Fraunhofer IST
Fraunhofer Institute for Surface Engineering and Thin Films IST
Coating types    
Amorphous carbon films (DLC)
  As a group the amorphous carbon films are very varied. Coating properties can be adjusted within wide ranges by varying the hydrogen content and also by adding modifier elements.

Atomic structure of an amorphous, hydrogenous carbon coating (a-C:H).

Amorphous, hydrogenous carbon coating (a-C:H): preparation of a fracture surface.
  This group is also commonly known as >diamond-like carbons< (DLC). This is due to the fact that some types of amorphous carbon films can have a very high diamond-like hardness of as much as 90 GPa (diamond itself is 100 GPa).

VDI guideline 2840 differentiates the following types of film:
  • Hydrogen-free amorphous carbon films,
  • Tetrahedral, hydrogen-free amorphous carbon films,
  • Metal-containing, hydrogen-free amorphous carbon films,
  • Hydrogenous amorphous carbon films,
  • Tetrahedral, hydrogenous amorphous carbon film s, ta-C:H
  • Metal-containing, hydrogenous amorphous carbon films,
  • Modified hydrogenous amorphous carbon films,
Amorphous carbon films are used in particular for tribological applications. As well as offering a high degree of wear protection they exhibit - in contrast to many ceramic hard films (such as TiN) - a very low coefficient of friction with respect to many materials. With steel, coefficients of friction of less than 0.05 are possible. Very good non-stick properties can also be obtained.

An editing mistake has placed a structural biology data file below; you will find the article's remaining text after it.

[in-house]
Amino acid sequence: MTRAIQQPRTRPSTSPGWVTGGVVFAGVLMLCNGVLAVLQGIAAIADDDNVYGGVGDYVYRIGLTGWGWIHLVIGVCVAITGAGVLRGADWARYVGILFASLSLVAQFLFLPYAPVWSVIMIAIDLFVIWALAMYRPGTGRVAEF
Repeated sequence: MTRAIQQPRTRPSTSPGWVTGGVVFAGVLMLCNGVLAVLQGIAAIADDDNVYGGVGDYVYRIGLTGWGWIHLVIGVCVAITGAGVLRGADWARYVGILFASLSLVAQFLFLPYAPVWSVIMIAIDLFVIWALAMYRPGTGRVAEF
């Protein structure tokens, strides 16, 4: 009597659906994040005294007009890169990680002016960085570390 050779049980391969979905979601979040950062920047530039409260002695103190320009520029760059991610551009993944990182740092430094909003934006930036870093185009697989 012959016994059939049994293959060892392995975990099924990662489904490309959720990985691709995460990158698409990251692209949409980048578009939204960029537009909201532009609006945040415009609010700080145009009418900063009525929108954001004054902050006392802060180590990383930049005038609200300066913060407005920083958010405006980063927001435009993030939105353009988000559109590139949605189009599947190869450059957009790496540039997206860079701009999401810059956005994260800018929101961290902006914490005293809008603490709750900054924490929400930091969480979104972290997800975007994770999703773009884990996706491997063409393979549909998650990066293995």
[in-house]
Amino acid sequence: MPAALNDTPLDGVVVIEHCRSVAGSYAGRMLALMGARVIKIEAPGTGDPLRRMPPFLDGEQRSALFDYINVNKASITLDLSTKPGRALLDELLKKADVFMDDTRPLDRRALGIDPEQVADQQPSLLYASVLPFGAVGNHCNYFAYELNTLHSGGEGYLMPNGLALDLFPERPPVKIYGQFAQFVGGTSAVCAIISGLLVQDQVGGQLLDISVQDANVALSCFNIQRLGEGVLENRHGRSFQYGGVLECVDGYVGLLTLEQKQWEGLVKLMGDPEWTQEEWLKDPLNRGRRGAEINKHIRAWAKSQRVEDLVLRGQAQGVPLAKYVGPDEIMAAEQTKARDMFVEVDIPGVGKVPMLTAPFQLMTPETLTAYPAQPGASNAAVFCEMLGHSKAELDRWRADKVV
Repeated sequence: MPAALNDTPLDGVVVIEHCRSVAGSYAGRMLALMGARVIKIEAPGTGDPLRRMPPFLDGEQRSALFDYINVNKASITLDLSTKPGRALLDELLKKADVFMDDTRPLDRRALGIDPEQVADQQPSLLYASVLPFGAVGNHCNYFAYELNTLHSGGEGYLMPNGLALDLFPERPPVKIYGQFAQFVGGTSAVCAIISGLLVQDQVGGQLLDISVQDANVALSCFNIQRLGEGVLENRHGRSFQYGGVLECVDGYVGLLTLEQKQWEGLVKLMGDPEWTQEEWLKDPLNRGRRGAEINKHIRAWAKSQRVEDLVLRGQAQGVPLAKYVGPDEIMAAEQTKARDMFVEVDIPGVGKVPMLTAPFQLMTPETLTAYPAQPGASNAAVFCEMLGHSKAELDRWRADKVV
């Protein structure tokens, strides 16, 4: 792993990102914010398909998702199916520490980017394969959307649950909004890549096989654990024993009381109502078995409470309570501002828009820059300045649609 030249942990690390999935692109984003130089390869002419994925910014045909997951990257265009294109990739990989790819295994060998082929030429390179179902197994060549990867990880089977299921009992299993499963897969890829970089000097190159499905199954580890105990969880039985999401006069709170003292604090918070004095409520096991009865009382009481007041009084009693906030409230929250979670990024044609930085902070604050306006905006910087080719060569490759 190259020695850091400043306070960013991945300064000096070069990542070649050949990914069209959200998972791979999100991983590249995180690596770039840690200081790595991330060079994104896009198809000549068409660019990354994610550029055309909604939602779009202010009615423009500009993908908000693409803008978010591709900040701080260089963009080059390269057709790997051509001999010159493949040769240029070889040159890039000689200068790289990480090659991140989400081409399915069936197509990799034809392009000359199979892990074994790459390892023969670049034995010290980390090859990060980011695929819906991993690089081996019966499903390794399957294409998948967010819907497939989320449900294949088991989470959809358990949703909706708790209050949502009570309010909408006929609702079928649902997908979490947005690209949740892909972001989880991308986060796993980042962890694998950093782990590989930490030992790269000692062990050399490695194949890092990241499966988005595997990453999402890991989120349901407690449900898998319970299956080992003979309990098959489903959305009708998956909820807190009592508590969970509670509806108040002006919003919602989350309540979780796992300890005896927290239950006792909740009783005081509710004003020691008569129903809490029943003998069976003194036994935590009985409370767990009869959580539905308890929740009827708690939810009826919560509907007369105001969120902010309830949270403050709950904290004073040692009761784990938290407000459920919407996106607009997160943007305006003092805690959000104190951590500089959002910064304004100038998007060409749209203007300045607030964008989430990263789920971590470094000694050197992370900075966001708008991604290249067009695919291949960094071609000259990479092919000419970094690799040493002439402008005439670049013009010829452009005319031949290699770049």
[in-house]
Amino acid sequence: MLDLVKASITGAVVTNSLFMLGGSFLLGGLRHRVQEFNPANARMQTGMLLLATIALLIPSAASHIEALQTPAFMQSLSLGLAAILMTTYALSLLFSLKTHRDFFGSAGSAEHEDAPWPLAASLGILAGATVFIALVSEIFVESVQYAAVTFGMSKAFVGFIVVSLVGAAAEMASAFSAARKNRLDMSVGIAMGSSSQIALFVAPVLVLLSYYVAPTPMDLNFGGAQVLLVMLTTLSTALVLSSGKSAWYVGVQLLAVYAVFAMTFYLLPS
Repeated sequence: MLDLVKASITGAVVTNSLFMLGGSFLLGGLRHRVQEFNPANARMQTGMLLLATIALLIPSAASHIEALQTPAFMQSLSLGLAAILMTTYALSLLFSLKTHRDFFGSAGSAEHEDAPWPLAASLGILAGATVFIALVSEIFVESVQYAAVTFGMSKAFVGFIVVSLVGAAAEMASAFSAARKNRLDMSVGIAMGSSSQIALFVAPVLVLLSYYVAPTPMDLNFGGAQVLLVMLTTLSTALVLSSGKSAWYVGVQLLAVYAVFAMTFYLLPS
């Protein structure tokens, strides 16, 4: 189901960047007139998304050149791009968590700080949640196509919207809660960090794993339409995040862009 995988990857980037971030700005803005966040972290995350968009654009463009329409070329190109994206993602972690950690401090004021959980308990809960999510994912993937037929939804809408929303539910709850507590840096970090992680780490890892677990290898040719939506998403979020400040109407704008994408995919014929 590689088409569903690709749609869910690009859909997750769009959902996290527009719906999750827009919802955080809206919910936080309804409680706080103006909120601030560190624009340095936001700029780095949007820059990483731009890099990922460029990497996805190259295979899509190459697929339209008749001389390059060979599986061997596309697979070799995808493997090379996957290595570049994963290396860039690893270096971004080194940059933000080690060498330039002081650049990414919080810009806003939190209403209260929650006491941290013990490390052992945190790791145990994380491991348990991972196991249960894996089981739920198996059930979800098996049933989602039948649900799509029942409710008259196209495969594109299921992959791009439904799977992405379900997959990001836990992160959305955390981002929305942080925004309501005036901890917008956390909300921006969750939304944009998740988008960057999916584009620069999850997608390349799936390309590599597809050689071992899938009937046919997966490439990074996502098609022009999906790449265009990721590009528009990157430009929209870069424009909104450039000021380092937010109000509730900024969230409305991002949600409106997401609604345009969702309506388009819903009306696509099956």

Another useful property is a modulus of elasticity which in comparison to hardness is relatively low - this is a good precondition for high film adhesion.

Applications are found in the following fields:
  • Wear protection - for example, for ball bearings
  • Friction reduction - for example, for machine elements
  • Non-stick function - for example, for forming tools
  • Biological applications in medical technology.
Amorphous carbon films are deposited by the PVD or PA CVD methods or combinations of them.

A bibliography for further reading is provided here.
    © 2010 Fraunhofer IST